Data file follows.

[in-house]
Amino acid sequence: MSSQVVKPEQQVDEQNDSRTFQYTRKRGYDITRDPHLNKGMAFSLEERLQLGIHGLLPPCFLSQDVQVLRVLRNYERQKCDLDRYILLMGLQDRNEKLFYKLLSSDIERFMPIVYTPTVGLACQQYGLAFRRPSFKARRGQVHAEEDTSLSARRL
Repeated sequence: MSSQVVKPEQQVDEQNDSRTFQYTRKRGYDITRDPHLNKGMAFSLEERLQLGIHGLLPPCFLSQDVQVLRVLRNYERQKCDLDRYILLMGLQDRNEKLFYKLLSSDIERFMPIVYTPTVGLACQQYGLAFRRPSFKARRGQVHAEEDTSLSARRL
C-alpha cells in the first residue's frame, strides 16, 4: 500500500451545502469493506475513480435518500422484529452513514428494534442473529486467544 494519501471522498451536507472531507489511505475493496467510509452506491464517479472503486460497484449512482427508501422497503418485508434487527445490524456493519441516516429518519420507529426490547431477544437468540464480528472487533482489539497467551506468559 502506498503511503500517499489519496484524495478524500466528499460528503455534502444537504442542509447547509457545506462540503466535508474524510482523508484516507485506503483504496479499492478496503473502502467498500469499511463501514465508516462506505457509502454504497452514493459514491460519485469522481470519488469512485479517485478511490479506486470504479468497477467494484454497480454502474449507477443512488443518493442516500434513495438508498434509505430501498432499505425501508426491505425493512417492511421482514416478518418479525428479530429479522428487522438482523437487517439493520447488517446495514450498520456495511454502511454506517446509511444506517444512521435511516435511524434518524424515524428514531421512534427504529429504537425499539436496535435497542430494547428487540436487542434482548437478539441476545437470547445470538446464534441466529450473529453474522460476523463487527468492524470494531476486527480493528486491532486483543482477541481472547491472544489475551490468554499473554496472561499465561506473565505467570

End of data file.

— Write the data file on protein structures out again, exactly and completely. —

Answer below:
[in-house]
Amino acid sequence: MSSQVVKPEQQVDEQNDSRTFQYTRKRGYDITRDPHLNKGMAFSLEERLQLGIHGLLPPCFLSQDVQVLRVLRNYERQKCDLDRYILLMGLQDRNEKLFYKLLSSDIERFMPIVYTPTVGLACQQYGLAFRRPSFKARRGQVHAEEDTSLSARRL
Repeated sequence: MSSQVVKPEQQVDEQNDSRTFQYTRKRGYDITRDPHLNKGMAFSLEERLQLGIHGLLPPCFLSQDVQVLRVLRNYERQKCDLDRYILLMGLQDRNEKLFYKLLSSDIERFMPIVYTPTVGLACQQYGLAFRRPSFKARRGQVHAEEDTSLSARRL
C-alpha cells in the first residue's frame, strides 16, 4: 500500500451545502469493506475513480435518500422484529452513514428494534442473529486467544 494519501471522498451536507472531507489511505475493496467510509452506491464517479472503486460497484449512482427508501422497503418485508434487527445490524456493519441516516429518519420507529426490547431477544437468540464480528472487533482489539497467551506468559 502506498503511503500517499489519496484524495478524500466528499460528503455534502444537504442542509447547509457545506462540503466535508474524510482523508484516507485506503483504496479499492478496503473502502467498500469499511463501514465508516462506505457509502454504497452514493459514491460519485469522481470519488469512485479517485478511490479506486470504479468497477467494484454497480454502474449507477443512488443518493442516500434513495438508498434509505430501498432499505425501508426491505425493512417492511421482514416478518418479525428479530429479522428487522438482523437487517439493520447488517446495514450498520456495511454502511454506517446509511444506517444512521435511516435511524434518524424515524428514531421512534427504529429504537425499539436496535435497542430494547428487540436487542434482548437478539441476545437470547445470538446464534441466529450473529453474522460476523463487527468492524470494531476486527480493528486491532486483543482477541481472547491472544489475551490468554499473554496472561499465561506473565505467570